# Unprovabililty and the Goldbach Conjecture

From: Lee Corbin (lcorbin@ricochet.net)
Date: Fri Apr 27 2001 - 21:06:18 MDT

Hal Finney wrote

> In other words, just as the falsity of the GC would seem to imply
> that there must be a specific number which ISN'T the sum of two
> primes, so the falsity of the PP would seem to imply that there
> must be a specific distance to a point which is the farthest
> possible point of intersection. For either proposition to be
> unprovable would seem to imply that there is no such number or
> point, which would mean that they are true. In the case of the
> Parallel Postulate, we can measure the distance to the
> intersection point as the lines approach parallelism.

I think that I see the flaw here, but I had to write a little
story before I could, and so, even if it is redundant, I might
as well post the story since someone besides me may need it too:

Okay, so we are standing in the lobby in the Restaurant at the
End of the World, and overhearing an interesting conversation
between a well-known great 20th century mathematician and Euclid.
I mean to say that with the help of some Tiplerian technology,
they've both been resurrected.

In the middle of their discussion, a student rushes up to
the mathematician and says, "I've discovered that Goldbach's
Conjecture is unprovable!"

"Nonsense," says the mathematician. "That is impossible.
If you had, then you would have proved it true, because
you would have prevented any possibility of me exhibiting
an even number with the (easily verifiable) property that
it is not the sum of two primes. Go away, charlatan!"

Euclid takes this all in, and is very impressed. But
just then, another student rushes up to Euclid, thinking
to have some fun. "By the gods, Mr. Euclid, I can show

that your parallel postulate can be neither proved nor
disproved from your first four axioms!"

Euclid starts talking almost without thinking: "That
is impossible. Suppose that you had shown such a
thing. Then that would mean that for any point on
the (lower) line, the upper line couldn't possibly
cross there, and so you would have shown that the PP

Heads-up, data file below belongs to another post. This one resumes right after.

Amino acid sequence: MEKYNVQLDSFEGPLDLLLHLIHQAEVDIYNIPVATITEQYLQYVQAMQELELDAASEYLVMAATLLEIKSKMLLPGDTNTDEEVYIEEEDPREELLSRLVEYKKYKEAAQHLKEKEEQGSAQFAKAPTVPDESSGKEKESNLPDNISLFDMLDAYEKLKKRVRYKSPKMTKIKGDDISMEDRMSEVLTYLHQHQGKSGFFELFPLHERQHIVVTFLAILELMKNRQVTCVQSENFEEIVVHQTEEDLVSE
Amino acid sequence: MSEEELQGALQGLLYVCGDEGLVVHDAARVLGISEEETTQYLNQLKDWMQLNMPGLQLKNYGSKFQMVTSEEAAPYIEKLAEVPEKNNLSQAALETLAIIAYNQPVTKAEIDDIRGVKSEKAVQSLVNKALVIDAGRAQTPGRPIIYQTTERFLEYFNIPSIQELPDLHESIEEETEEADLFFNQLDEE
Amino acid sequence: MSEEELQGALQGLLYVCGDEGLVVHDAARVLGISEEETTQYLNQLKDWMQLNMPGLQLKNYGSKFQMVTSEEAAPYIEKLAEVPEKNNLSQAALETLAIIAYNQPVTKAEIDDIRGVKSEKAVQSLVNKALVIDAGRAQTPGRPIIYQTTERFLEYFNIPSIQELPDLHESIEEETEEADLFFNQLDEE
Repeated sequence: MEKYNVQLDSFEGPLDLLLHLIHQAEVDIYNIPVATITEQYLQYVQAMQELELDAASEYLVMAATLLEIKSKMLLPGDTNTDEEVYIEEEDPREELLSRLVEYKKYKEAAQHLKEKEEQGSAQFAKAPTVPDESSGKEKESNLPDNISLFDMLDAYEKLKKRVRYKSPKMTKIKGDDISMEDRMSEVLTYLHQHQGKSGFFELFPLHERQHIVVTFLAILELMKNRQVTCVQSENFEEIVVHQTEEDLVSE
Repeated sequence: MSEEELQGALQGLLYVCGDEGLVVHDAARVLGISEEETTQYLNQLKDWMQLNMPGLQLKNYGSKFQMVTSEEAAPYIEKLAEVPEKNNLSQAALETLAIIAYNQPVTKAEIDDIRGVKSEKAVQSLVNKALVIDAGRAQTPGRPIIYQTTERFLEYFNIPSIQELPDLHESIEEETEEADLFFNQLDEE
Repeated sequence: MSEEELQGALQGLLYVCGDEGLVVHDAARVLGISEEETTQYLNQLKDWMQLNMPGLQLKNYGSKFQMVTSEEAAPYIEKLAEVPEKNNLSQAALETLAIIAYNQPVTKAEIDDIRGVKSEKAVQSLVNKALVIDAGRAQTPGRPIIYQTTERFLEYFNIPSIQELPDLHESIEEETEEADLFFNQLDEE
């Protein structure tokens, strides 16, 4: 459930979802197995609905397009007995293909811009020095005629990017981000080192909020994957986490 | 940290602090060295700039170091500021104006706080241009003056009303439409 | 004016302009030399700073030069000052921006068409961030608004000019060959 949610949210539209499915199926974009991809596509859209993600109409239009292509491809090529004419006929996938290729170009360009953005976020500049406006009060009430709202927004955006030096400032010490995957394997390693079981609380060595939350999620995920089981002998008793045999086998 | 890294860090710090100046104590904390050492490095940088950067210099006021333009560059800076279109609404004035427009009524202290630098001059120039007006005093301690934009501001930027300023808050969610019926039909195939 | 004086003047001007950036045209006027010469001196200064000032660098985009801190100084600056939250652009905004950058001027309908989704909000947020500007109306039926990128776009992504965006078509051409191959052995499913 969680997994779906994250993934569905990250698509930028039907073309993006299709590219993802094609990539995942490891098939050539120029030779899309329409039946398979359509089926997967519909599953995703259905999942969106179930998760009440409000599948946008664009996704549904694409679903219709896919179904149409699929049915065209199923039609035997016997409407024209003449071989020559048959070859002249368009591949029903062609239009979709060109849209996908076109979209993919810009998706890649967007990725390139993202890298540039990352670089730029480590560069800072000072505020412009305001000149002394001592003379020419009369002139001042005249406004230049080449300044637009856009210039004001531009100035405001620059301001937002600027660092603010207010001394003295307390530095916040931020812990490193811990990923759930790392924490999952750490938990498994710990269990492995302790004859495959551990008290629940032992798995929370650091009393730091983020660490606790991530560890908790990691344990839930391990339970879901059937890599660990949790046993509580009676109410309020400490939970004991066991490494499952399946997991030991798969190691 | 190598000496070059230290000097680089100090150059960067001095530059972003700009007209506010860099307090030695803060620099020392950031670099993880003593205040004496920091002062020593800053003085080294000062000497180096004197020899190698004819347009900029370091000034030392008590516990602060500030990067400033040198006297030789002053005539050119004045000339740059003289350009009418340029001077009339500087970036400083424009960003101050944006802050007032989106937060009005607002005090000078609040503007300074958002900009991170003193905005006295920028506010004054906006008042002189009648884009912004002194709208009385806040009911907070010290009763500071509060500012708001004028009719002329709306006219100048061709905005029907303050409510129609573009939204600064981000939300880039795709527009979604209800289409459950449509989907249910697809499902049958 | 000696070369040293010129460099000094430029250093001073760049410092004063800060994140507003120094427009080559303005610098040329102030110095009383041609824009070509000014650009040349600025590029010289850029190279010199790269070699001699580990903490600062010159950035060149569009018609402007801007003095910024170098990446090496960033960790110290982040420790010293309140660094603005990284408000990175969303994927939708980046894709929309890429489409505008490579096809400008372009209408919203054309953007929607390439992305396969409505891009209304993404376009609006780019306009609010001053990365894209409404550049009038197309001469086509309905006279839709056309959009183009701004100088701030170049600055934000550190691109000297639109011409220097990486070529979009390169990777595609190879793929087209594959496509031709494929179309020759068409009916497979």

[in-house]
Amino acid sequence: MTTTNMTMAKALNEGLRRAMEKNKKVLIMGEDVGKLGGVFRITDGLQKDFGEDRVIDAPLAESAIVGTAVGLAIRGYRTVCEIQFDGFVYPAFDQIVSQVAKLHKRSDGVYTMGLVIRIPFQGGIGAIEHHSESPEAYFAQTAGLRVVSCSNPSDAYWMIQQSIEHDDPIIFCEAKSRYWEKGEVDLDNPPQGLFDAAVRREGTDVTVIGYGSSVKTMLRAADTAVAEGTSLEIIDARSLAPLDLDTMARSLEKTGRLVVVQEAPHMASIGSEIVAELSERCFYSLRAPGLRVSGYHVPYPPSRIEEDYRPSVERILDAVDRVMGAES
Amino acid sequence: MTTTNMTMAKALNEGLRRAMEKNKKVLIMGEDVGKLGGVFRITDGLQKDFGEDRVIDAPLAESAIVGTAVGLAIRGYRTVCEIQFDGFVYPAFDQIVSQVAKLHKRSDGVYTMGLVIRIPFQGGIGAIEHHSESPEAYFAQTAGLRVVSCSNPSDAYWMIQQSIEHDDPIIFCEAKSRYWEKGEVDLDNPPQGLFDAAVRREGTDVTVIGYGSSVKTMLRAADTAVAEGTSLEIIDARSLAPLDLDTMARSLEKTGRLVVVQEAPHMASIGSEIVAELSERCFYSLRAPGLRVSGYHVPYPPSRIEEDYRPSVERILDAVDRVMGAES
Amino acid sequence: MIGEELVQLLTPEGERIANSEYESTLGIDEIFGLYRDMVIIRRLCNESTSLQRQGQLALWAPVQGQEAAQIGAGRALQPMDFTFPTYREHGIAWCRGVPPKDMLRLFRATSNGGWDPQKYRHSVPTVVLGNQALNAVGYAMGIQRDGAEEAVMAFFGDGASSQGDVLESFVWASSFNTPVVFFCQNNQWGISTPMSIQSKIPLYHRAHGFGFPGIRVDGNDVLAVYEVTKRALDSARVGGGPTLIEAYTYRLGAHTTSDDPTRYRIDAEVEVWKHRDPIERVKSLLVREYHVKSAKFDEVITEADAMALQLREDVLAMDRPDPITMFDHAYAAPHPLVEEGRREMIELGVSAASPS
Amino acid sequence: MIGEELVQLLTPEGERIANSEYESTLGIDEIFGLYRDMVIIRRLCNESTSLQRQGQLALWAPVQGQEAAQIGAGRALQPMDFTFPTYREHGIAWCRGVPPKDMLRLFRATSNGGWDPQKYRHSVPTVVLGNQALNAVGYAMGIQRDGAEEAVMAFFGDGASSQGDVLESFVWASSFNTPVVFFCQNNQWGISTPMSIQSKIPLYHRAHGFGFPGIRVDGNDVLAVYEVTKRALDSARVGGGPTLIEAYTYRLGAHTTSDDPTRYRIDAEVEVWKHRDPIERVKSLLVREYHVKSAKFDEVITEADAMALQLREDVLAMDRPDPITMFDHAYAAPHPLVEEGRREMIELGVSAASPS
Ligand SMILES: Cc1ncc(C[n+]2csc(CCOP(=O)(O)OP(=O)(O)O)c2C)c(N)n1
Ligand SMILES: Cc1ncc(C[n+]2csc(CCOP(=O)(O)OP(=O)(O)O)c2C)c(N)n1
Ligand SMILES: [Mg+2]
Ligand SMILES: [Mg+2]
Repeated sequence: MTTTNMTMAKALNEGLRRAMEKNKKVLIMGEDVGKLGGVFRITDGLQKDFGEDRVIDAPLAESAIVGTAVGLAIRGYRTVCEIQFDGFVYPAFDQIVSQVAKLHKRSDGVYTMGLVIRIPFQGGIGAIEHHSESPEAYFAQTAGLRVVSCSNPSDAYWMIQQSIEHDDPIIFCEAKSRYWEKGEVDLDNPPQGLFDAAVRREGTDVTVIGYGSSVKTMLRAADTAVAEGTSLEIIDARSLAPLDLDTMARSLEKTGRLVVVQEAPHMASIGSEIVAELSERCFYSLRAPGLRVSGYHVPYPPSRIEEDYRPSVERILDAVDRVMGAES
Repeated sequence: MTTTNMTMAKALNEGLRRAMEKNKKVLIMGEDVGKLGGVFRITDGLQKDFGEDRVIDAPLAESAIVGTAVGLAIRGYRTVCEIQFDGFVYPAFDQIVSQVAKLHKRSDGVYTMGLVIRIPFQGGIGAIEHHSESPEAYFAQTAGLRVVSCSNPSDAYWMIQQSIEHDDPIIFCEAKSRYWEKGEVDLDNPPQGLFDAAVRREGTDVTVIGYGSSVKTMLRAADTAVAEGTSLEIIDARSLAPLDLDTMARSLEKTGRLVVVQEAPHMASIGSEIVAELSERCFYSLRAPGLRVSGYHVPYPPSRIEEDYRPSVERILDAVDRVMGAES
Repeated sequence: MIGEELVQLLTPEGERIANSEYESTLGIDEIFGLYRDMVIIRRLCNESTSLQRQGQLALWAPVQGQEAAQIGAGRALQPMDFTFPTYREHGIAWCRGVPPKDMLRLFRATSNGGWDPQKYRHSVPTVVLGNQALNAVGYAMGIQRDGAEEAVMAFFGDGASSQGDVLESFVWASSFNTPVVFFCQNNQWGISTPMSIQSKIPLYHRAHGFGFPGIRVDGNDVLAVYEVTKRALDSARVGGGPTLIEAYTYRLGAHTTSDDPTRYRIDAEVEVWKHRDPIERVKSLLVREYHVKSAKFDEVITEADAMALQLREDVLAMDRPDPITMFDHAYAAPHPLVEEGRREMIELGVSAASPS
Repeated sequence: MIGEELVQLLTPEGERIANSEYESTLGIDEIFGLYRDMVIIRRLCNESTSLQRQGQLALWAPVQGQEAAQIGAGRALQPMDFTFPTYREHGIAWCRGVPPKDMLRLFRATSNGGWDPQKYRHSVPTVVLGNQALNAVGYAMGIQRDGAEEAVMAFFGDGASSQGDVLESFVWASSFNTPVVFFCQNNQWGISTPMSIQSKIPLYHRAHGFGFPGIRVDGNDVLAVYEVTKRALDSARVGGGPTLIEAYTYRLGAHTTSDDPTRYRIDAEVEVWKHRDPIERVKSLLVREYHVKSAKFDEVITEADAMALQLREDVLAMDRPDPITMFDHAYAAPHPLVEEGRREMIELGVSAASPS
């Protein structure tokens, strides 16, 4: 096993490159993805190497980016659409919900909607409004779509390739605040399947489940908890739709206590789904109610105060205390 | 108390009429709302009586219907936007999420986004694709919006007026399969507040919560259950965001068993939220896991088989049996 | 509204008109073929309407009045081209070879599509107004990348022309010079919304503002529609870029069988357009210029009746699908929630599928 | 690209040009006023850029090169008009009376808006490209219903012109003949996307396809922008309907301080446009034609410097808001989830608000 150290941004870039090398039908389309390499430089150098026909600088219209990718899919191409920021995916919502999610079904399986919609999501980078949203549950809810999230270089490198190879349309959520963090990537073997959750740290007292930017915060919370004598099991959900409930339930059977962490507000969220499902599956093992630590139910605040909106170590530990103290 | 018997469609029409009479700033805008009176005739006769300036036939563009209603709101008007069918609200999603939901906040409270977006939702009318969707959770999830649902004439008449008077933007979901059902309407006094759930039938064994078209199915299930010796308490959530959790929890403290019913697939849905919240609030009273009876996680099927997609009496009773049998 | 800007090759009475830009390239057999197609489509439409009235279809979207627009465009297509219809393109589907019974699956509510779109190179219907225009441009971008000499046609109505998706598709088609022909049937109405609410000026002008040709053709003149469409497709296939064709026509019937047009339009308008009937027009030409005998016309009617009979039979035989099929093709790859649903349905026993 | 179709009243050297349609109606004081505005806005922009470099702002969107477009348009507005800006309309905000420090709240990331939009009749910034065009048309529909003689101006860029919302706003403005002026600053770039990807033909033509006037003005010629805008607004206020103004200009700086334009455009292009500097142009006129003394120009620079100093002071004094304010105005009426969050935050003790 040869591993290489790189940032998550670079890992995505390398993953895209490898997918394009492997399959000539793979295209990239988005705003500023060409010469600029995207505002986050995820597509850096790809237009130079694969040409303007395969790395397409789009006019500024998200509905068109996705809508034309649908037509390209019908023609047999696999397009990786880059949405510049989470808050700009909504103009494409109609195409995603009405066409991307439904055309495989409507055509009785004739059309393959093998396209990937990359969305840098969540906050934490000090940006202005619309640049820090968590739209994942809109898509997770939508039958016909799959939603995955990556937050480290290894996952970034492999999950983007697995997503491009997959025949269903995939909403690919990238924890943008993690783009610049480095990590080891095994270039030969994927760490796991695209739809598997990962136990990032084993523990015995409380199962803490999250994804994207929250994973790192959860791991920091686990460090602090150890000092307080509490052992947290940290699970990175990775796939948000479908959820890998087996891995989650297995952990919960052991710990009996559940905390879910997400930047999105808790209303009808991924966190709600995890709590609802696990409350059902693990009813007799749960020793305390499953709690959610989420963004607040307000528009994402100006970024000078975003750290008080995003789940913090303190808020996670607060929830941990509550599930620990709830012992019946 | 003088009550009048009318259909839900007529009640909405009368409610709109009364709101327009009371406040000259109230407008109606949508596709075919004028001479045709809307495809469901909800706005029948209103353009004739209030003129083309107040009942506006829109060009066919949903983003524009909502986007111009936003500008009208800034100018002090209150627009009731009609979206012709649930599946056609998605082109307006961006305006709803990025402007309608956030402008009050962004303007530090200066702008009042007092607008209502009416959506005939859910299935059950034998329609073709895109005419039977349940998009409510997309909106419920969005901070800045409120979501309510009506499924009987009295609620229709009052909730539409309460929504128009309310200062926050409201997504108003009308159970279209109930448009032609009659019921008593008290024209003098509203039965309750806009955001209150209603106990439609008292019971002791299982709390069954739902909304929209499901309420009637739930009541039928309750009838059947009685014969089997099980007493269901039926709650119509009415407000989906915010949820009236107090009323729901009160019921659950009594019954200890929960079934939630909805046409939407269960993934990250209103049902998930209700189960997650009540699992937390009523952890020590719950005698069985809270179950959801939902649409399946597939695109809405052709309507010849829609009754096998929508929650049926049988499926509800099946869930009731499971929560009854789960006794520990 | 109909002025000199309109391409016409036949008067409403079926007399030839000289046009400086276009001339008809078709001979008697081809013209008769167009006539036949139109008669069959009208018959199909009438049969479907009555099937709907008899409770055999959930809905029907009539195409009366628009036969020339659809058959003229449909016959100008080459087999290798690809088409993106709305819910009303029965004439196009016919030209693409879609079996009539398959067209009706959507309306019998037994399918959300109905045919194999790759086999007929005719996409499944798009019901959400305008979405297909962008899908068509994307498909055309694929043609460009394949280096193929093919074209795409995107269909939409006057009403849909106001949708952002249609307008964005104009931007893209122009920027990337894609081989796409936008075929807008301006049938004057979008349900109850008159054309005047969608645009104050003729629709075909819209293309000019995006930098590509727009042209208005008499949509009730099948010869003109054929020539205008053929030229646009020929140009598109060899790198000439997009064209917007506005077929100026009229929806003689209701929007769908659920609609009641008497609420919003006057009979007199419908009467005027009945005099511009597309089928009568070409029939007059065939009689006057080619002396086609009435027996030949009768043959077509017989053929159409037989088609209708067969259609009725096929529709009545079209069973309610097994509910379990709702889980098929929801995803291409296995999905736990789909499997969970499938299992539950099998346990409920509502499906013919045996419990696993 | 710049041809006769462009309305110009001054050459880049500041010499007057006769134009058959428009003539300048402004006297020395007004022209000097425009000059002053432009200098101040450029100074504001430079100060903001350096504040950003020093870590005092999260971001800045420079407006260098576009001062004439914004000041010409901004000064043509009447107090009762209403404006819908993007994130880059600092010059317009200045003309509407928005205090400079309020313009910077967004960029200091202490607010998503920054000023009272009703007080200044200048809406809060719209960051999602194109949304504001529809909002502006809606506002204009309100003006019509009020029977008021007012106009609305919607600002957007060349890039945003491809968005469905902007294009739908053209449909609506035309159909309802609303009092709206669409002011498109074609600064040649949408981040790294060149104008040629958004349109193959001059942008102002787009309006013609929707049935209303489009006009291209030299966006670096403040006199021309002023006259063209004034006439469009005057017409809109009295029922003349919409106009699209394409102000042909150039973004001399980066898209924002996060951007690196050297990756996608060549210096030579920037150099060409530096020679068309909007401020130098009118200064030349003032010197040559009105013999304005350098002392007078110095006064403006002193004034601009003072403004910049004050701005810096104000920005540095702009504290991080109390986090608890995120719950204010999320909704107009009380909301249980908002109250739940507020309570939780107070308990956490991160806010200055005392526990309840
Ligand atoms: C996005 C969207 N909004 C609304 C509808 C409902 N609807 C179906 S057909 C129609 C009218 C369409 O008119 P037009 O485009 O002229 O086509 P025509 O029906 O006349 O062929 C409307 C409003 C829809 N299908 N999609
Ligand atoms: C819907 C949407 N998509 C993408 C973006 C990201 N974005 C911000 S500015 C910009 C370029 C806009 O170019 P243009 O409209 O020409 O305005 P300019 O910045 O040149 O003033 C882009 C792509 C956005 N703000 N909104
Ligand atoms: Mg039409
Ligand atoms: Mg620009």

is true---not undecidable! Go away, charlatan!"

"But sir," retorts the student, "I've shown that you
can take it (the PP) and not reach a contradiction,
or that you can leave it and not reach a contradiction.
Yes, in some models it's quite true, but in others,
actually false."

Being a genius, Euclid somehow sees the point. But the
first student was still listening in on all this, and
noting Euclid's ashen countenance, decides he can pull
the same thing on the 20th century mathematician:

"Listen," he says, "you can have a model where every
even number is the sum of two primes", or, "you can
have a model where some even number IS NOT the sum
of two primes".

"And what becomes of that number in the first model?",
angrily roars the 20th century mathematician. "You see,
we are talking about THE SAME NUMBER, idiot! A particular
integer is a REAL THING by the grace of GOD! (screaming)
SEVENTEEN IS PRIME NOT BECAUSE OF ANY STUPID AXIOMS BUT
BECAUSE IT **IS** PRIME!!!". At this point, the 20th
century platonist mathematician becomes apoplectic and
has to be taken outside for some fresh air.

Says Euclid to the Riemannian geometry student, "So if
you are right, then a HalFinney point, i.e. a point that
is at a maximum "distance" from where a transversal cuts
two parallel lines, in your model---is that the right
word?---of course wouldn't have that property in a model
where parallel lines never meet. Hmm. I guess that's
another indication that geometry is richer than
arithmetic," he says with a smile.

So I'll guess from my little story that all models
of arithmetic that have enough axioms to support the
concept of "even number" either all have a the same
even number that isn't the sum of two primes, or all
have no such even number.

We reify "seventeen" and give it a particular identity,
and rightfully so, because you can prove many things
about seventeen, whereas "a point" is an undefined
concept in geometry.

> In other words, just as the falsity of the GC would
> seem to imply that there must be a specific number
> which ISN'T the sum of two primes,

evidently in any model,

> so the falsity of the PP would seem to imply that
> there must be a specific distance to a point which
> is the farthest possible point of intersection.

but only in some particular model, that "distance"
depending on which.

Lee Corbin

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